As I made my way through the multiple choice questions, I began to see the same question asked more than once. Some questions were asked four or five times with the only difference being that the answers were tweaked just slightly.

One question I recall went something like this:

If you confirmed that one of your employees was making long distance phone calls on the company’s line, would you:

a) Ask the assistant manager to deal with the problem.

b) Give the employee a verbal warning.

c) Consult the Manager’s Handbook

d) Fire the employee

With a few exceptions, each questions had at least one clearly wrong answer such as A in the above example, followed by two that sounded good and one confusing option, such as C.

About an hour into the test, I decided the whole process was a fraud. Some management consultant had convinced an HR manager with too big of budget that giving this test would weed out poor managers.

In most cases, I selected the answer that required some action and/or common sense. I would probably warn an employee who made long distance phone calls but I’d fire someone who took cash from the register. I finished the test and awaited the results.

A few days before graduation, I was offered the job. My first job out of college would end up challenging me in ways I never thought possible. I’d never been a manager before and wasn’t sure how to act. To showcase my newfound title, I wore a freaking tie on my first day of work which I promptly slammed into the cash register during my first hour of training.

I was shocked to find out that I was responsible for 15 people right out of the gate. I had no idea what I was doing.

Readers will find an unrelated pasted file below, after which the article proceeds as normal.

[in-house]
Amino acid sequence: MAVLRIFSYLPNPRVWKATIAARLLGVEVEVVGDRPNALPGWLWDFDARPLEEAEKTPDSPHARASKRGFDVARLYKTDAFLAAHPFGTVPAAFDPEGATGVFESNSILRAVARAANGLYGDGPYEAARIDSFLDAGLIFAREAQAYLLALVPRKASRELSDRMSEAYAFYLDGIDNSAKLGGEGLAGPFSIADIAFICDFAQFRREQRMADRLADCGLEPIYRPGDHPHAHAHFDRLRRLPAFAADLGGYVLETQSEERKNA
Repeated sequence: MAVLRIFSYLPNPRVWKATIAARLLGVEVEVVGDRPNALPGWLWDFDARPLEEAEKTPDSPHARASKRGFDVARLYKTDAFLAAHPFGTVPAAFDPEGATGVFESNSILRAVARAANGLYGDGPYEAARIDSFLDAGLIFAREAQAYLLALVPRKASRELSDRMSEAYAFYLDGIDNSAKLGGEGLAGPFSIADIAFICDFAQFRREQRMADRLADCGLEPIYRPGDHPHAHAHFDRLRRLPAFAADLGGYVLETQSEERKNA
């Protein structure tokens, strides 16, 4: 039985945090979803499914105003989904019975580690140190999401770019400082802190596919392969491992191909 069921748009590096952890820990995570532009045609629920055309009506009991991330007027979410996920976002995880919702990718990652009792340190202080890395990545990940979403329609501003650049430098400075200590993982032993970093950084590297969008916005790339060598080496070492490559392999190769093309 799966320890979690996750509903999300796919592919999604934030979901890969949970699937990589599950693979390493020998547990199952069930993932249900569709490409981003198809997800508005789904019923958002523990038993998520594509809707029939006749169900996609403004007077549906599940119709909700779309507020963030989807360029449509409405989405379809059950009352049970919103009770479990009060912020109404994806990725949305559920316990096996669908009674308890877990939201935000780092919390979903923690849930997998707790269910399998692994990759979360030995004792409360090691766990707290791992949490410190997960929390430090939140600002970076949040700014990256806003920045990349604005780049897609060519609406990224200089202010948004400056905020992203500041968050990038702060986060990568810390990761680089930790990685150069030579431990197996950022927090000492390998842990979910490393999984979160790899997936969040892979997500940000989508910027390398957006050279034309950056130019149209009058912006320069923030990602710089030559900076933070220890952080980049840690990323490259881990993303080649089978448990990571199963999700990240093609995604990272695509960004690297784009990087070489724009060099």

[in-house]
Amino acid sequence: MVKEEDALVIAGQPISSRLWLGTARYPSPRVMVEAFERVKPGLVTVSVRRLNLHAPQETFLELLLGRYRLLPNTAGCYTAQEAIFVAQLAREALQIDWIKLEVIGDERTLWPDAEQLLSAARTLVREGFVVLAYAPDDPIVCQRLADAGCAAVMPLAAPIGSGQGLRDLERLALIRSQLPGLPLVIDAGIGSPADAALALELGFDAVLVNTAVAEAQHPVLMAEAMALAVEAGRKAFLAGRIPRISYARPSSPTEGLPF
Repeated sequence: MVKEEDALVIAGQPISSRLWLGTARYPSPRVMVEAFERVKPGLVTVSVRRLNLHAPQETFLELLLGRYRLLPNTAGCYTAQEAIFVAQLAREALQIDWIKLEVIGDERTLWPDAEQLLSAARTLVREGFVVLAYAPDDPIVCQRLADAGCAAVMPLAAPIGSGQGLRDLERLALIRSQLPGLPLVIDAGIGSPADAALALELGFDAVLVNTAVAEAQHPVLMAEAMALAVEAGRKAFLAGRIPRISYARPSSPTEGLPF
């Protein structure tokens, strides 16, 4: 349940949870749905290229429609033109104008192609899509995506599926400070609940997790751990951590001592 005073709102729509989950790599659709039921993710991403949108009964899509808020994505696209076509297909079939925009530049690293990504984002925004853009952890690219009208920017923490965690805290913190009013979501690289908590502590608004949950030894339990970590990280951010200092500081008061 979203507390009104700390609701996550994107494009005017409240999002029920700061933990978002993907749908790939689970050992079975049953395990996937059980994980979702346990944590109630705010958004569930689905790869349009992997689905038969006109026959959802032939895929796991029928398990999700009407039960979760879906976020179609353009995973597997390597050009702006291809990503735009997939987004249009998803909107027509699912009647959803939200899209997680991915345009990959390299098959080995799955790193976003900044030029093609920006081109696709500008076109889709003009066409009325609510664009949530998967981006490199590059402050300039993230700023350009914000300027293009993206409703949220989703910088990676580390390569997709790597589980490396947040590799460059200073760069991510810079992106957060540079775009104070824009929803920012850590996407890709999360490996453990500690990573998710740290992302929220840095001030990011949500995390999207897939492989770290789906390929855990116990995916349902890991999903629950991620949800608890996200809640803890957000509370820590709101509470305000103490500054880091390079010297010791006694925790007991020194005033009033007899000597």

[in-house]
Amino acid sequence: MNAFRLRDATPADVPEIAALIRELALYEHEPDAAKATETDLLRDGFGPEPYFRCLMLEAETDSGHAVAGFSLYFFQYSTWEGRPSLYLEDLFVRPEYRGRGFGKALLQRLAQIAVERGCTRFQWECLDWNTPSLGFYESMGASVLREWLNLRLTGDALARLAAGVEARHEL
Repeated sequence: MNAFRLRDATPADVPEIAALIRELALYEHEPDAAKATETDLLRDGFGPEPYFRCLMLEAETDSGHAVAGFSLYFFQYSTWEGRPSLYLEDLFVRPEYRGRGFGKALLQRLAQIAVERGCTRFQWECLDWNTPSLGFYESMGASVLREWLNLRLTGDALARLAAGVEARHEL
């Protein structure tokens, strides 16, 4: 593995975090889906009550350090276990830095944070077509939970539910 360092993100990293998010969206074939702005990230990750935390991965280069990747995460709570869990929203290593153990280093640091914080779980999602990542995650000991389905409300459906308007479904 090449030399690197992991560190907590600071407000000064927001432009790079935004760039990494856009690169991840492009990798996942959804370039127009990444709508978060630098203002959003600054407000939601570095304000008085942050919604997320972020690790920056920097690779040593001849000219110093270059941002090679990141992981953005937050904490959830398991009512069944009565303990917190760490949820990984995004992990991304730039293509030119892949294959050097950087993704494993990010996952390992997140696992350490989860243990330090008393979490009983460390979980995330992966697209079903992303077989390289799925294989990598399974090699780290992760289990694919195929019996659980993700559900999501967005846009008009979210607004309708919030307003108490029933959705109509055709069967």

So I winged it.

I hired students who loved to work with the public. I found a great assistant manager who enjoyed digging into the details of the business, which was not a strong skill of mine. We had pizza. We had parties. We worked late and supported each other. Basically, we had a lot of fun while selling a lot of cards and gifts.

Not once did I crack open the manager’s handbook. It sat there on my desk gathering dust like an outdated phonebook.

At my first manager retreat, I had dinner with the manager who gave me the employment test. She’d recently been promoted to regional manager and was kind in her words towards me. She complimented the performance of my store and my team. And then she said something that stunned me.

“I’m glad we hired you even though you failed the manager test”.

I didn’t know what to tell her. She went on to explain that my answers did not trend towards the corporate. My decision to select the answer that required action on part of the manager was the wrong strategy. To score high, I needed to select the answers that required the least amount of decision making and common sense. The best answers were of the “advise HR” and “consult the manager handbook” variety.

Since that time, I’ve come to appreciate the backing of a strong HR department when dealing with serious matters. Large companies love to create to large manuals. But manuals don’t make a good manager.

When it comes to managing people, I’ll trust my instincts over any manual.


Strength in Few

Left to their own devices, the kids will turn any room in the house into a blanket and cushion fort. I don’t mind it because it reminds me when I used to the do same thing with my parent’s brown and orange couch.

When it was time to pickup, I used to call the kids together to explain how they needed to work together to clean the room. But, over time, I found the kids spent more time debating who would fold blankets or arrange cushions than cleaning. Each task required a mini-meeting, and each child felt he/she got the worst job. A simple task that should have taken 10 minutes took 30. And nobody was happy.

Lately, I’ve changed my tactics. The goal remains a clean living room, but I’ve found a way to accomplish it in half the time:

Assign one child to the task.

For example, when I asked Lincoln to take down the latest fort, he didn’t spend the first five minutes telling Anna she was folding the blankets all wrong. Anna wasn’t around to drive the other two crazy by whistling the Smurf’s theme song. And Luca wasn’t able to sit on the couch and bark commands like a drill sergeant.